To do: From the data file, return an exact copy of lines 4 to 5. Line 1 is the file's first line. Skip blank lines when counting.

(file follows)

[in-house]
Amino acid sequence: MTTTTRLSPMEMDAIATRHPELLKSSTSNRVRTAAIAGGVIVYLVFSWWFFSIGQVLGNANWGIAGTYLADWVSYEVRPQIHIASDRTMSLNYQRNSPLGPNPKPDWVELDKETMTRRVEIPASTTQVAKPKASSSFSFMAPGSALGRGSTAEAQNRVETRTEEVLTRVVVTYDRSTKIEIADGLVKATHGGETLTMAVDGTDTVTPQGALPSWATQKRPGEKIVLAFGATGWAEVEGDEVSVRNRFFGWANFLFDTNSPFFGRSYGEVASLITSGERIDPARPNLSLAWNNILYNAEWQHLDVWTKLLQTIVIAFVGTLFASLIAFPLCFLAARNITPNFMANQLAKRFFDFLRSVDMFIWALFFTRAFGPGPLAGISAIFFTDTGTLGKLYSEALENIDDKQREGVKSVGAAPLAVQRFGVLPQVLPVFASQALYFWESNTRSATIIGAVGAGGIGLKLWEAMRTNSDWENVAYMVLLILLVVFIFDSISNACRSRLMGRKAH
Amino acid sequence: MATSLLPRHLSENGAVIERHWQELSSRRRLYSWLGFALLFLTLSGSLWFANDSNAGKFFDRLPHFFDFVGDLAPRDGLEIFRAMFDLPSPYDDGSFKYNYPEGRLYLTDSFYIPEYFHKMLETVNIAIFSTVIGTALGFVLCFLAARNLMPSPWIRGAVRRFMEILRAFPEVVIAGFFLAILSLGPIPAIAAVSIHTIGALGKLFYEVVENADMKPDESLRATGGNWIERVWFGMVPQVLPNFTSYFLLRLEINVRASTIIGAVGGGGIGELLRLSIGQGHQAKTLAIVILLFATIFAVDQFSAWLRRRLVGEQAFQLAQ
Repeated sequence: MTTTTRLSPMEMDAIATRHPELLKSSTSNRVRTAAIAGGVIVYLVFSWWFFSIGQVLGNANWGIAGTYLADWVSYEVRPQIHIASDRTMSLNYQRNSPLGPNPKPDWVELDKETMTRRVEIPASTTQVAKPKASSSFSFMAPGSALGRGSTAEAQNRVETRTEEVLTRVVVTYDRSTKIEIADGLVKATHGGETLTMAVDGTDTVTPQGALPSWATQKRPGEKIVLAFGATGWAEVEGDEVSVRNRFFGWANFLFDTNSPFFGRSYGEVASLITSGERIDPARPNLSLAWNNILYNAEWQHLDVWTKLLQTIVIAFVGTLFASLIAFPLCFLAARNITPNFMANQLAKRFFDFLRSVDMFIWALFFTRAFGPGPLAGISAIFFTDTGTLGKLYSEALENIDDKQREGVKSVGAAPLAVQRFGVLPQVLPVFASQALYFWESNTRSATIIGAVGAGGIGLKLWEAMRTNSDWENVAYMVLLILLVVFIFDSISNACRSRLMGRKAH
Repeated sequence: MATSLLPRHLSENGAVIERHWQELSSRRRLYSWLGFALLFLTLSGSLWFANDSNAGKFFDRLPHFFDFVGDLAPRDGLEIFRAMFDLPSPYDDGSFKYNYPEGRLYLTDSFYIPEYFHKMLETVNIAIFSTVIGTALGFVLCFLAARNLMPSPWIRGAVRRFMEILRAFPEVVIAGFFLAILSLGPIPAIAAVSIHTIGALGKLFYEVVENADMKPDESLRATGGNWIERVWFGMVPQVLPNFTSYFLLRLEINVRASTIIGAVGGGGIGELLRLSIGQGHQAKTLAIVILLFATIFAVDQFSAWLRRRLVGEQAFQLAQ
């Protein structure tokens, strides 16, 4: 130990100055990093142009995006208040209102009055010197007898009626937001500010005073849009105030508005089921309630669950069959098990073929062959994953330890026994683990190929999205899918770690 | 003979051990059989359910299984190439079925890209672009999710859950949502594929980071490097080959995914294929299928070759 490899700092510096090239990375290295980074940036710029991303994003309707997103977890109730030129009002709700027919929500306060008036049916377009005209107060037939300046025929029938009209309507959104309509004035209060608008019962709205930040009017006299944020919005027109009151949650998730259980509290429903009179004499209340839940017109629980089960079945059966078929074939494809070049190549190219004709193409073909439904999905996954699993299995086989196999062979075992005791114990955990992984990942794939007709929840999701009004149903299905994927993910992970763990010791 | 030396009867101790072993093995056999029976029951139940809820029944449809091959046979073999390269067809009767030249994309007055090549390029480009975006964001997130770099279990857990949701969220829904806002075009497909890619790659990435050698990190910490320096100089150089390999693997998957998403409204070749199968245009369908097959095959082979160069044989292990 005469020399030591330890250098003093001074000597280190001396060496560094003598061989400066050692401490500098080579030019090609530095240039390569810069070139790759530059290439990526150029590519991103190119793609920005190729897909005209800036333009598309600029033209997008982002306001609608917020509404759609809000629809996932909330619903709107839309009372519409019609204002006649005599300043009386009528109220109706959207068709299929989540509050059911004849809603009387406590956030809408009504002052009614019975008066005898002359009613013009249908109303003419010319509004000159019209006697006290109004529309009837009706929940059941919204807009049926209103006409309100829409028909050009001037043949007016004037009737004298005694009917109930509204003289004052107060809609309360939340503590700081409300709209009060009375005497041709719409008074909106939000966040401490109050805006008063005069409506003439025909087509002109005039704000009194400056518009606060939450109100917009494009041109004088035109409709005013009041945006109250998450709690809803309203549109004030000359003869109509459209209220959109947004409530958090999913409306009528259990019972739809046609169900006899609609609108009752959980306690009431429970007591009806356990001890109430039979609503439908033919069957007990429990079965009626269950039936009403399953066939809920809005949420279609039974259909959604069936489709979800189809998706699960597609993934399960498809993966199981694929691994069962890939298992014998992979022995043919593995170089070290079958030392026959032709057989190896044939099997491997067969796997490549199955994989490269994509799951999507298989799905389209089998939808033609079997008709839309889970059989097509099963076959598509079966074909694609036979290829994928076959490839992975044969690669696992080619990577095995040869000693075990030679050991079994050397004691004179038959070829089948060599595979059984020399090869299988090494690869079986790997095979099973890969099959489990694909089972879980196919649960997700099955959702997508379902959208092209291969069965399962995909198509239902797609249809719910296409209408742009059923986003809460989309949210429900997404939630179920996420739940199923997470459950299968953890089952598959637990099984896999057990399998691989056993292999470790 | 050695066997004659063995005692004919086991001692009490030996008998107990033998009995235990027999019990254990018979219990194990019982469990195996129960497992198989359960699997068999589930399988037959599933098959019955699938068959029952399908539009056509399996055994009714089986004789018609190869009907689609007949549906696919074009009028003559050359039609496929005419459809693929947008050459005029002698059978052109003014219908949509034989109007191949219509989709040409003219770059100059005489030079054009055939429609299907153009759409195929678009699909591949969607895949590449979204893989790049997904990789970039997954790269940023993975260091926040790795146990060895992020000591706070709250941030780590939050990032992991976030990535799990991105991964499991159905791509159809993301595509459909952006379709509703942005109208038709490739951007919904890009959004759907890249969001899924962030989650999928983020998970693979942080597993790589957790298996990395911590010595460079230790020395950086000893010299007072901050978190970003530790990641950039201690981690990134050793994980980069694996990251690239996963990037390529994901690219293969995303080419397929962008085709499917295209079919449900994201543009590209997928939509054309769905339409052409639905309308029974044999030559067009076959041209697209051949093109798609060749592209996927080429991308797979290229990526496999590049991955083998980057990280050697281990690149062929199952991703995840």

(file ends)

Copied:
Repeated sequence: MTTTTRLSPMEMDAIATRHPELLKSSTSNRVRTAAIAGGVIVYLVFSWWFFSIGQVLGNANWGIAGTYLADWVSYEVRPQIHIASDRTMSLNYQRNSPLGPNPKPDWVELDKETMTRRVEIPASTTQVAKPKASSSFSFMAPGSALGRGSTAEAQNRVETRTEEVLTRVVVTYDRSTKIEIADGLVKATHGGETLTMAVDGTDTVTPQGALPSWATQKRPGEKIVLAFGATGWAEVEGDEVSVRNRFFGWANFLFDTNSPFFGRSYGEVASLITSGERIDPARPNLSLAWNNILYNAEWQHLDVWTKLLQTIVIAFVGTLFASLIAFPLCFLAARNITPNFMANQLAKRFFDFLRSVDMFIWALFFTRAFGPGPLAGISAIFFTDTGTLGKLYSEALENIDDKQREGVKSVGAAPLAVQRFGVLPQVLPVFASQALYFWESNTRSATIIGAVGAGGIGLKLWEAMRTNSDWENVAYMVLLILLVVFIFDSISNACRSRLMGRKAH
Repeated sequence: MATSLLPRHLSENGAVIERHWQELSSRRRLYSWLGFALLFLTLSGSLWFANDSNAGKFFDRLPHFFDFVGDLAPRDGLEIFRAMFDLPSPYDDGSFKYNYPEGRLYLTDSFYIPEYFHKMLETVNIAIFSTVIGTALGFVLCFLAARNLMPSPWIRGAVRRFMEILRAFPEVVIAGFFLAILSLGPIPAIAAVSIHTIGALGKLFYEVVENADMKPDESLRATGGNWIERVWFGMVPQVLPNFTSYFLLRLEINVRASTIIGAVGGGGIGELLRLSIGQGHQAKTLAIVILLFATIFAVDQFSAWLRRRLVGEQAFQLAQ